No Significant Benefit for Adjunctive IL-2 in HIV

The researchers found no difference in mortality between the IL-2 group and the ART alone group
The researchers found no difference in mortality between the IL-2 group and the ART alone group

The addition of interleukin-2 (IL-2) to antiretroviral therapy (ART) does not confer any significant benefit in mortality or decrease in opportunistic infections in HIV-positive adults, and might increase grade 3 or 4 adverse effects, according to results of a Cochrane Database review.

A team of South African researchers reviewed a series of databases, current trials, and conference abstracts to identify randomized controlled trials (RCTs) evaluating the effects of IL-2 as an adjunct to ART in reducing morbidity and mortality in HIV-positive adults. They identified 25 eligible trials.

The researchers found no difference in mortality between the IL-2 group and the ART alone group (RR 0.97, 95% CI 0.80 to 1.17; 6 trials, 6565 participants, high certainty evidence).

Although 17 of 21 trials (n=2,600 participants) reported an increase in the CD4 cell count with the use of IL-2 compared to controls, there was little or no difference in the proportion of participants with a viral load of <50 cells/mL or <500 cells/mL by the end of the trials (RR 0.97, 95% CI 0.81 to 1.15; 5 trials, 805 participants, high certainty evidence) and (RR 0.96, 95% CI 0.82 to 1.12; 4 trials, 5929 participants, high certainty evidence) respectively.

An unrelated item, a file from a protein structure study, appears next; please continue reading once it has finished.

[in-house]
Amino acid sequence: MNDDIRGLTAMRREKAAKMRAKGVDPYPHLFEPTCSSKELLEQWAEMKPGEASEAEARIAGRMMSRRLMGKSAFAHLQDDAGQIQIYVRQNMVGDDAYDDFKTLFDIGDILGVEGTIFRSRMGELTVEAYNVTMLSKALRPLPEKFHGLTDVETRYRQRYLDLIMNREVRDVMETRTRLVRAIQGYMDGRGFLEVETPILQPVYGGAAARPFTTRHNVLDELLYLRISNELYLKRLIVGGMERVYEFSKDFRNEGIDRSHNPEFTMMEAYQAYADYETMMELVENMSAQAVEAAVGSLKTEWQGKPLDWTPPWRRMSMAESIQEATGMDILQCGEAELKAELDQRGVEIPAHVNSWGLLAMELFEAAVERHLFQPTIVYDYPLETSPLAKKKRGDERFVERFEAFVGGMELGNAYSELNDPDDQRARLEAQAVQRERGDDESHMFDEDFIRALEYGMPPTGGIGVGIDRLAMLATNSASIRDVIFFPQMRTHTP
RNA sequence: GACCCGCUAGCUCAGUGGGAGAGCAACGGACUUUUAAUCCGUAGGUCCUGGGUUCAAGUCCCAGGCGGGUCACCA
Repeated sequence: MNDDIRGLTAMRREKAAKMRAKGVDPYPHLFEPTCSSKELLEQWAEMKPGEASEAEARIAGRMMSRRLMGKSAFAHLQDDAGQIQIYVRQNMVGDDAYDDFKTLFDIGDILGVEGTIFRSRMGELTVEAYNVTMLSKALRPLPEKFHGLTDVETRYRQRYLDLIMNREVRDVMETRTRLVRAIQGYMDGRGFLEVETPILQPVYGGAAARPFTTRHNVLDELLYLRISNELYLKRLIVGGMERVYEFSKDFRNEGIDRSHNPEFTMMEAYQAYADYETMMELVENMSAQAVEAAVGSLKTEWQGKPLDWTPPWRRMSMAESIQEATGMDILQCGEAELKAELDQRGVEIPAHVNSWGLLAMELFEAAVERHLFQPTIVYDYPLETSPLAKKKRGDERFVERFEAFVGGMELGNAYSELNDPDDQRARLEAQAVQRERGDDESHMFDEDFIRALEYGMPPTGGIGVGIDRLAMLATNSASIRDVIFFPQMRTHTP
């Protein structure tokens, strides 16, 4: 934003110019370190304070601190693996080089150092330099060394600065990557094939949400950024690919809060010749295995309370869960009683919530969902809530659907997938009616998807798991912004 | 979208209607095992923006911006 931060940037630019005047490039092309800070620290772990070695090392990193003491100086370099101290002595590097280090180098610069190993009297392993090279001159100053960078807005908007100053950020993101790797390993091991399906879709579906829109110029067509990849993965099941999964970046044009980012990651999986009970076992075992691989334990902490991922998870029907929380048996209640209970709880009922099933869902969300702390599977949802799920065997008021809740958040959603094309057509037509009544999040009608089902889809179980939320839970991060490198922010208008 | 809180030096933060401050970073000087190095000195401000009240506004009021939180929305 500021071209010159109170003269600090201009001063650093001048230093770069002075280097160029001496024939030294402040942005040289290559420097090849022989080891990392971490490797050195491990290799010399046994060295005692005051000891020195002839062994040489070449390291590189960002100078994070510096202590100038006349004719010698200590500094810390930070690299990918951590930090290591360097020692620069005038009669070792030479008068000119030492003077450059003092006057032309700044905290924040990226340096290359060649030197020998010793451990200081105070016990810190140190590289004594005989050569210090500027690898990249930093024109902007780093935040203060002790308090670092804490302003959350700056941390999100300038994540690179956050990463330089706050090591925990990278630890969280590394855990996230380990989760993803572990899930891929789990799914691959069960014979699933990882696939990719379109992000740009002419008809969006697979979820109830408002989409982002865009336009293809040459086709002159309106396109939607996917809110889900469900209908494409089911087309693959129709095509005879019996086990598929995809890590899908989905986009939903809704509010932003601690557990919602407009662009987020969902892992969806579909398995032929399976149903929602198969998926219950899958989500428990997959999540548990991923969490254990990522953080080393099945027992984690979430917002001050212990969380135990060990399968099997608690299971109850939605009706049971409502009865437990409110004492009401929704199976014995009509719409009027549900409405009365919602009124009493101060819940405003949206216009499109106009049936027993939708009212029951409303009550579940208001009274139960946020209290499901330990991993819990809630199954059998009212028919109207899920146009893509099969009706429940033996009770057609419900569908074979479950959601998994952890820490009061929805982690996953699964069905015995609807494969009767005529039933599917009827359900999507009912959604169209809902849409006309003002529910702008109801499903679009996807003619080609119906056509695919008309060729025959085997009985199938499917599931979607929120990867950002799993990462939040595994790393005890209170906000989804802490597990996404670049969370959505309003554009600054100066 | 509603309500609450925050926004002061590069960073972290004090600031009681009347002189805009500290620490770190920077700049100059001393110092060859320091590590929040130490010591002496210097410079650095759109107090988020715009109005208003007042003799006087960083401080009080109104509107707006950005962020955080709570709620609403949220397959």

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Moreover, there was little or no difference in the occurrence of opportunistic infections (RR 0.79, 95% CI 0.55 to 1.13; 7 trials, 6,141 participants, low certainty evidence). However, there probably was an increase in grade 3 or 4 adverse events (RR 1.47, 95% CI 1.10 to 1.96; 6 trials, 6291 participants, moderate certainty evidence).

“Although antiretroviral drugs have helped to improve the quality of life and life expectancy of HIV-positive individuals, there is still a need to explore other interventions that will help to further reduce the disease burden,” the researchers note. IL-2 has emerged as a potential option because it is a cytokine that “regulates the proliferation and differentiation of lymphocytes and may help to boost the immune system.”

However, the authors concluded, “our findings do not support the use of IL-2 as an adjunct to ART in HIV-positive adults” and “further trials are not justified.”

Reference

1.      Onwumeh J, Okwundu CI, Kredo T. Interleukin-2 as an adjunct to antiretroviral therapy for HIV-positive adults. Cochrane Database Syst Rev. 2017 May 25;5:CD009818.